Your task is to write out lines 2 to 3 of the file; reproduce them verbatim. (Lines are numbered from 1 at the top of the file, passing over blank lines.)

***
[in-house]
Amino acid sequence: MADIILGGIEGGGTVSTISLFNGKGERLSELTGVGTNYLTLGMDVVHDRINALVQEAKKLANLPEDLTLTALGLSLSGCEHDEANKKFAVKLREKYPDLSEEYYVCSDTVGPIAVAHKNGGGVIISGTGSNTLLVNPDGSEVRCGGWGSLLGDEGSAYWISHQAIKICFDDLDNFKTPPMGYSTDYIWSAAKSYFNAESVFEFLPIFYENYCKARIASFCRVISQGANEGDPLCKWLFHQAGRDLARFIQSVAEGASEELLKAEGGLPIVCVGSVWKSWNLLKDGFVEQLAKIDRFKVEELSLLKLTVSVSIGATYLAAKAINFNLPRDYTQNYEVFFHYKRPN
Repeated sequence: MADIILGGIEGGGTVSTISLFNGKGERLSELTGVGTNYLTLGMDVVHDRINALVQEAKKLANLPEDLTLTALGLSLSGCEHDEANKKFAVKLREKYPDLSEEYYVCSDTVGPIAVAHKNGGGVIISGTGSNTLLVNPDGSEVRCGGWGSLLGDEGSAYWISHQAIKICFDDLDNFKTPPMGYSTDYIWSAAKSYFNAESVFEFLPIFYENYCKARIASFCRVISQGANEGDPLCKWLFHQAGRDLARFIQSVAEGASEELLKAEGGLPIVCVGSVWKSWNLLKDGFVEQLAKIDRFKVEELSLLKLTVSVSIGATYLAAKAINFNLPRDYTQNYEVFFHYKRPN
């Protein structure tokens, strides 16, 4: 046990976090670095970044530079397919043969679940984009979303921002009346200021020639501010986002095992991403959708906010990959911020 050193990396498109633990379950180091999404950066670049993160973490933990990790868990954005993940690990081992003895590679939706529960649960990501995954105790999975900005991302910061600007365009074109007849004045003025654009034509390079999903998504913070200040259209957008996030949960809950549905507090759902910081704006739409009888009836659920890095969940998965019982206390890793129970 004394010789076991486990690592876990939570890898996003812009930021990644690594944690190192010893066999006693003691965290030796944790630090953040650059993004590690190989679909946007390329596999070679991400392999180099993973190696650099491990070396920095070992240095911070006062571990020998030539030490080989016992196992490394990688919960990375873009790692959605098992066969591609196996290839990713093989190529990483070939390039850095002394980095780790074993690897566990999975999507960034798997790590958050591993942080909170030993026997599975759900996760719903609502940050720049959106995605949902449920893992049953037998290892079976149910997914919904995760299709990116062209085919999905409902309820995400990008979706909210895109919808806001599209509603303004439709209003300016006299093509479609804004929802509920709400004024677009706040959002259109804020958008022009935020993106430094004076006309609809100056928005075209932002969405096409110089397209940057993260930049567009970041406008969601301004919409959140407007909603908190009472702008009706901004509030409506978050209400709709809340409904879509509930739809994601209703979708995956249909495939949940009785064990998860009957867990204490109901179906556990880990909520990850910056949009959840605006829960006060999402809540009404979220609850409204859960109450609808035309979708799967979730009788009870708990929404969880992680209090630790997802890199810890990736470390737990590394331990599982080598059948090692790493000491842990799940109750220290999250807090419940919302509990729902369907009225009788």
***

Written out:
Amino acid sequence: MADIILGGIEGGGTVSTISLFNGKGERLSELTGVGTNYLTLGMDVVHDRINALVQEAKKLANLPEDLTLTALGLSLSGCEHDEANKKFAVKLREKYPDLSEEYYVCSDTVGPIAVAHKNGGGVIISGTGSNTLLVNPDGSEVRCGGWGSLLGDEGSAYWISHQAIKICFDDLDNFKTPPMGYSTDYIWSAAKSYFNAESVFEFLPIFYENYCKARIASFCRVISQGANEGDPLCKWLFHQAGRDLARFIQSVAEGASEELLKAEGGLPIVCVGSVWKSWNLLKDGFVEQLAKIDRFKVEELSLLKLTVSVSIGATYLAAKAINFNLPRDYTQNYEVFFHYKRPN
Repeated sequence: MADIILGGIEGGGTVSTISLFNGKGERLSELTGVGTNYLTLGMDVVHDRINALVQEAKKLANLPEDLTLTALGLSLSGCEHDEANKKFAVKLREKYPDLSEEYYVCSDTVGPIAVAHKNGGGVIISGTGSNTLLVNPDGSEVRCGGWGSLLGDEGSAYWISHQAIKICFDDLDNFKTPPMGYSTDYIWSAAKSYFNAESVFEFLPIFYENYCKARIASFCRVISQGANEGDPLCKWLFHQAGRDLARFIQSVAEGASEELLKAEGGLPIVCVGSVWKSWNLLKDGFVEQLAKIDRFKVEELSLLKLTVSVSIGATYLAAKAINFNLPRDYTQNYEVFFHYKRPN